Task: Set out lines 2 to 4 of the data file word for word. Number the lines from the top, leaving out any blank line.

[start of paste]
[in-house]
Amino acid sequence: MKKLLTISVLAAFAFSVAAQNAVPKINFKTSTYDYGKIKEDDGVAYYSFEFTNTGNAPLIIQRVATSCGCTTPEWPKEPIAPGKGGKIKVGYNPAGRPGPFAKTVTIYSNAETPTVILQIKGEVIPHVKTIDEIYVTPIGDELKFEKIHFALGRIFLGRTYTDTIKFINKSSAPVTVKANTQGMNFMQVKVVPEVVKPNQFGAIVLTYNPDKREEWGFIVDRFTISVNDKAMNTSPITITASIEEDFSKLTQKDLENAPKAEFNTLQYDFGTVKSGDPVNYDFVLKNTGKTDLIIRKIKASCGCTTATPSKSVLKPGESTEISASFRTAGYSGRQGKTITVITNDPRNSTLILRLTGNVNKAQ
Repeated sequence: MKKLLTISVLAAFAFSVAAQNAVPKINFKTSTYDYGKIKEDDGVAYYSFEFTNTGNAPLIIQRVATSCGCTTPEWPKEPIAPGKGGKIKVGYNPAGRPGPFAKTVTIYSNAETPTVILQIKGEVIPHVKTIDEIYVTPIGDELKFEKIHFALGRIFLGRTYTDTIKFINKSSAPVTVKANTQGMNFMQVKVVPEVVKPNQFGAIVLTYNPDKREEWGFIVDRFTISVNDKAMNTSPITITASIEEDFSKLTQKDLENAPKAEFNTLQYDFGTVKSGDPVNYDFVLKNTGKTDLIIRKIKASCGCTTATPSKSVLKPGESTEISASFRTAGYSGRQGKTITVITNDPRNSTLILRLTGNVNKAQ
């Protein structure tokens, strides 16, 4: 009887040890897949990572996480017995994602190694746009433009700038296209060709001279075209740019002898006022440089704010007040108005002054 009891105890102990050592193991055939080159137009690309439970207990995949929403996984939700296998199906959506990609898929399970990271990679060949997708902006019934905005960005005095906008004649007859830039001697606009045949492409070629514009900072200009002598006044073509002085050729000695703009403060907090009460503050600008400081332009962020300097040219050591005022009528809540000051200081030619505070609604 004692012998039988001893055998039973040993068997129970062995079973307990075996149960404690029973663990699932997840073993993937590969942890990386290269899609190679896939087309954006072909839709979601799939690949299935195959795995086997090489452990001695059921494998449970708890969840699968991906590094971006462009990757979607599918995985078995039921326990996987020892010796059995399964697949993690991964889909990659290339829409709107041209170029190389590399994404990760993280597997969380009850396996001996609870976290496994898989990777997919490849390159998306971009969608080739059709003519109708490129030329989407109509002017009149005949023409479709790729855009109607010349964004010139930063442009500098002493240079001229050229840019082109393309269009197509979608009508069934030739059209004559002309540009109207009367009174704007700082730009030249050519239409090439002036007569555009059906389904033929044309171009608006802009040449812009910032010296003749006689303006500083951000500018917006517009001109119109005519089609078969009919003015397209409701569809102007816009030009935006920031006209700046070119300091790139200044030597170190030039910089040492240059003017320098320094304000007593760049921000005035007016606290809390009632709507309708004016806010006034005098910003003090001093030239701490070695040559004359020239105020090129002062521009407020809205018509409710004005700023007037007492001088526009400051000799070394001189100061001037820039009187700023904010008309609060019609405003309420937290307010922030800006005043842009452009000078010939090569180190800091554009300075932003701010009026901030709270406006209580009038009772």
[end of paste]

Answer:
Amino acid sequence: MKKLLTISVLAAFAFSVAAQNAVPKINFKTSTYDYGKIKEDDGVAYYSFEFTNTGNAPLIIQRVATSCGCTTPEWPKEPIAPGKGGKIKVGYNPAGRPGPFAKTVTIYSNAETPTVILQIKGEVIPHVKTIDEIYVTPIGDELKFEKIHFALGRIFLGRTYTDTIKFINKSSAPVTVKANTQGMNFMQVKVVPEVVKPNQFGAIVLTYNPDKREEWGFIVDRFTISVNDKAMNTSPITITASIEEDFSKLTQKDLENAPKAEFNTLQYDFGTVKSGDPVNYDFVLKNTGKTDLIIRKIKASCGCTTATPSKSVLKPGESTEISASFRTAGYSGRQGKTITVITNDPRNSTLILRLTGNVNKAQ
Repeated sequence: MKKLLTISVLAAFAFSVAAQNAVPKINFKTSTYDYGKIKEDDGVAYYSFEFTNTGNAPLIIQRVATSCGCTTPEWPKEPIAPGKGGKIKVGYNPAGRPGPFAKTVTIYSNAETPTVILQIKGEVIPHVKTIDEIYVTPIGDELKFEKIHFALGRIFLGRTYTDTIKFINKSSAPVTVKANTQGMNFMQVKVVPEVVKPNQFGAIVLTYNPDKREEWGFIVDRFTISVNDKAMNTSPITITASIEEDFSKLTQKDLENAPKAEFNTLQYDFGTVKSGDPVNYDFVLKNTGKTDLIIRKIKASCGCTTATPSKSVLKPGESTEISASFRTAGYSGRQGKTITVITNDPRNSTLILRLTGNVNKAQ
């Protein structure tokens, strides 16, 4: 009887040890897949990572996480017995994602190694746009433009700038296209060709001279075209740019002898006022440089704010007040108005002054 009891105890102990050592193991055939080159137009690309439970207990995949929403996984939700296998199906959506990609898929399970990271990679060949997708902006019934905005960005005095906008004649007859830039001697606009045949492409070629514009900072200009002598006044073509002085050729000695703009403060907090009460503050600008400081332009962020300097040219050591005022009528809540000051200081030619505070609604 004692012998039988001893055998039973040993068997129970062995079973307990075996149960404690029973663990699932997840073993993937590969942890990386290269899609190679896939087309954006072909839709979601799939690949299935195959795995086997090489452990001695059921494998449970708890969840699968991906590094971006462009990757979607599918995985078995039921326990996987020892010796059995399964697949993690991964889909990659290339829409709107041209170029190389590399994404990760993280597997969380009850396996001996609870976290496994898989990777997919490849390159998306971009969608080739059709003519109708490129030329989407109509002017009149005949023409479709790729855009109607010349964004010139930063442009500098002493240079001229050229840019082109393309269009197509979608009508069934030739059209004559002309540009109207009367009174704007700082730009030249050519239409090439002036007569555009059906389904033929044309171009608006802009040449812009910032010296003749006689303006500083951000500018917006517009001109119109005519089609078969009919003015397209409701569809102007816009030009935006920031006209700046070119300091790139200044030597170190030039910089040492240059003017320098320094304000007593760049921000005035007016606290809390009632709507309708004016806010006034005098910003003090001093030239701490070695040559004359020239105020090129002062521009407020809205018509409710004005700023007037007492001088526009400051000799070394001189100061001037820039009187700023904010008309609060019609405003309420937290307010922030800006005043842009452009000078010939090569180190800091554009300075932003701010009026901030709270406006209580009038009772």